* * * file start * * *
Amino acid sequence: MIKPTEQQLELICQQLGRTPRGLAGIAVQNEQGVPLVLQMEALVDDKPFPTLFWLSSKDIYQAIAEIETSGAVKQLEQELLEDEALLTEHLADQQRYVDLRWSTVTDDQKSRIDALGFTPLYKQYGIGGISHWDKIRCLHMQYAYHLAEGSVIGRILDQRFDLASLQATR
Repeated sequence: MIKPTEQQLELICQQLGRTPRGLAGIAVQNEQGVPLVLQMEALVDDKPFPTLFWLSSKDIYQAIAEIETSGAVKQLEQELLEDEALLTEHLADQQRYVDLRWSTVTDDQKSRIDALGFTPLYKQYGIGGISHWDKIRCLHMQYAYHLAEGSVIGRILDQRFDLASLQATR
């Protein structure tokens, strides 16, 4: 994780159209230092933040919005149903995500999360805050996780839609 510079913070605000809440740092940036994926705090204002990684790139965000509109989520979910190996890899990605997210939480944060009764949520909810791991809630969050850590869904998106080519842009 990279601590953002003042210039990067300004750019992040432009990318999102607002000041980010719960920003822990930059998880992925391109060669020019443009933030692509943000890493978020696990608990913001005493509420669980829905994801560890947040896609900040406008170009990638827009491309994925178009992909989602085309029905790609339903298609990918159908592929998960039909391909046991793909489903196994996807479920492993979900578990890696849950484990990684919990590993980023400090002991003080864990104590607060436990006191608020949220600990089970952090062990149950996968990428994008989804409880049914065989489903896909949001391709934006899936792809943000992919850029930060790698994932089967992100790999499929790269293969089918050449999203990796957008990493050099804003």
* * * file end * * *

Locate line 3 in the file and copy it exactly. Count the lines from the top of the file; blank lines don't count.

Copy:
């Protein structure tokens, strides 16, 4: 994780159209230092933040919005149903995500999360805050996780839609 510079913070605000809440740092940036994926705090204002990684790139965000509109989520979910190996890899990605997210939480944060009764949520909810791991809630969050850590869904998106080519842009 990279601590953002003042210039990067300004750019992040432009990318999102607002000041980010719960920003822990930059998880992925391109060669020019443009933030692509943000890493978020696990608990913001005493509420669980829905994801560890947040896609900040406008170009990638827009491309994925178009992909989602085309029905790609339903298609990918159908592929998960039909391909046991793909489903196994996807479920492993979900578990890696849950484990990684919990590993980023400090002991003080864990104590607060436990006191608020949220600990089970952090062990149950996968990428994008989804409880049914065989489903896909949001391709934006899936792809943000992919850029930060790698994932089967992100790999499929790269293969089918050449999203990796957008990493050099804003």